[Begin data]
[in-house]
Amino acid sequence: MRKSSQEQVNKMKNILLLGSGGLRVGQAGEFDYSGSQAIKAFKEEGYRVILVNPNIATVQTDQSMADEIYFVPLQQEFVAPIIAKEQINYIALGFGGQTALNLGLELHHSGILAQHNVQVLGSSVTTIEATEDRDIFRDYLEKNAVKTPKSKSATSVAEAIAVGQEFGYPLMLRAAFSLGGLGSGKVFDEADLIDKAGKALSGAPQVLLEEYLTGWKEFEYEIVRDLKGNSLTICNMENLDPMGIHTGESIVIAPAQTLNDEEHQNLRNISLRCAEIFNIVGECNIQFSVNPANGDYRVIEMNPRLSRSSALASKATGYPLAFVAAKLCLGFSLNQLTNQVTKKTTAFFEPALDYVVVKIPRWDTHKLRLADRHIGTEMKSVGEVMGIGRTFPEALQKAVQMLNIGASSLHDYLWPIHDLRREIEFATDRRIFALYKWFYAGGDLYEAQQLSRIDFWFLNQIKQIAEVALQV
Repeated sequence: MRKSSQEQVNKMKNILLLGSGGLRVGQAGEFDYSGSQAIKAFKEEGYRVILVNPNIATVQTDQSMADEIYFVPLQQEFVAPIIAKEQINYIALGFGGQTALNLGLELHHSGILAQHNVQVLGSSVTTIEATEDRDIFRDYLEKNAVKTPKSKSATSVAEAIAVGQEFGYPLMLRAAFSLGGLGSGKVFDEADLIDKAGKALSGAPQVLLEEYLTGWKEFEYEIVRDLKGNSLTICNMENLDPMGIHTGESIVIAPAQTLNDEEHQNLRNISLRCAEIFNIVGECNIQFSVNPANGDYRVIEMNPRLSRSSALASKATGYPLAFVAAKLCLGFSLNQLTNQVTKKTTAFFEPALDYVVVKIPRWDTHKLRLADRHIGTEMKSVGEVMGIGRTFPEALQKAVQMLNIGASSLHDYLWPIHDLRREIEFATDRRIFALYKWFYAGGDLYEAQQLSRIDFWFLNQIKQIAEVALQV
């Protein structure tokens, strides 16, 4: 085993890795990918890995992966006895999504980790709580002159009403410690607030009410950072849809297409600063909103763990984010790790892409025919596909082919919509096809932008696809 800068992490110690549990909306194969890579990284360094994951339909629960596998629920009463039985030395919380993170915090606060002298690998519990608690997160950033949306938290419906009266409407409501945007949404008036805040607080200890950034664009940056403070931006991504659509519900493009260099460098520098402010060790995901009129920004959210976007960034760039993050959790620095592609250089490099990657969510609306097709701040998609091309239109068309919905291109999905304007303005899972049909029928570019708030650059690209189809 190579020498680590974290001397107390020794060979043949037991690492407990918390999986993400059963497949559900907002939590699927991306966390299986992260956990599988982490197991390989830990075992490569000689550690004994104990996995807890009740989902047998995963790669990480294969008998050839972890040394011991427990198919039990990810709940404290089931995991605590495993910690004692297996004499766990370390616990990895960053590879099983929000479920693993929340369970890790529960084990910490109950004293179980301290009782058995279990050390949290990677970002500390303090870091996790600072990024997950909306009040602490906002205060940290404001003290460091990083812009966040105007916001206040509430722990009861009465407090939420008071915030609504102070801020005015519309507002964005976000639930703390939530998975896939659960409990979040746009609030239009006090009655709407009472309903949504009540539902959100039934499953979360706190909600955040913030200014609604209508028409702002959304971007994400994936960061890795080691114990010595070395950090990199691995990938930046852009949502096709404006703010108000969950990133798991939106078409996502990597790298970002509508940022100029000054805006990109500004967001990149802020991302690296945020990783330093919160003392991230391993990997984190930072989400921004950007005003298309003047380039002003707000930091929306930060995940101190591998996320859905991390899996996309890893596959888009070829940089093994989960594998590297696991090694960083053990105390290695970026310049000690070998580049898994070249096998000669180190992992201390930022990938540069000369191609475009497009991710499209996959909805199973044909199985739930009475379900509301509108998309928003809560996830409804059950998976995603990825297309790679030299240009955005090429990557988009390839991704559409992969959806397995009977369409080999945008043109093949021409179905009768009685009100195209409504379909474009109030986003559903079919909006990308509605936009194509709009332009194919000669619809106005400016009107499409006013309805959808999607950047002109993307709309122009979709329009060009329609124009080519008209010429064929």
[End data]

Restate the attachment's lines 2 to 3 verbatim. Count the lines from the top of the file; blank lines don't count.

Amino acid sequence: MRKSSQEQVNKMKNILLLGSGGLRVGQAGEFDYSGSQAIKAFKEEGYRVILVNPNIATVQTDQSMADEIYFVPLQQEFVAPIIAKEQINYIALGFGGQTALNLGLELHHSGILAQHNVQVLGSSVTTIEATEDRDIFRDYLEKNAVKTPKSKSATSVAEAIAVGQEFGYPLMLRAAFSLGGLGSGKVFDEADLIDKAGKALSGAPQVLLEEYLTGWKEFEYEIVRDLKGNSLTICNMENLDPMGIHTGESIVIAPAQTLNDEEHQNLRNISLRCAEIFNIVGECNIQFSVNPANGDYRVIEMNPRLSRSSALASKATGYPLAFVAAKLCLGFSLNQLTNQVTKKTTAFFEPALDYVVVKIPRWDTHKLRLADRHIGTEMKSVGEVMGIGRTFPEALQKAVQMLNIGASSLHDYLWPIHDLRREIEFATDRRIFALYKWFYAGGDLYEAQQLSRIDFWFLNQIKQIAEVALQV
Repeated sequence: MRKSSQEQVNKMKNILLLGSGGLRVGQAGEFDYSGSQAIKAFKEEGYRVILVNPNIATVQTDQSMADEIYFVPLQQEFVAPIIAKEQINYIALGFGGQTALNLGLELHHSGILAQHNVQVLGSSVTTIEATEDRDIFRDYLEKNAVKTPKSKSATSVAEAIAVGQEFGYPLMLRAAFSLGGLGSGKVFDEADLIDKAGKALSGAPQVLLEEYLTGWKEFEYEIVRDLKGNSLTICNMENLDPMGIHTGESIVIAPAQTLNDEEHQNLRNISLRCAEIFNIVGECNIQFSVNPANGDYRVIEMNPRLSRSSALASKATGYPLAFVAAKLCLGFSLNQLTNQVTKKTTAFFEPALDYVVVKIPRWDTHKLRLADRHIGTEMKSVGEVMGIGRTFPEALQKAVQMLNIGASSLHDYLWPIHDLRREIEFATDRRIFALYKWFYAGGDLYEAQQLSRIDFWFLNQIKQIAEVALQV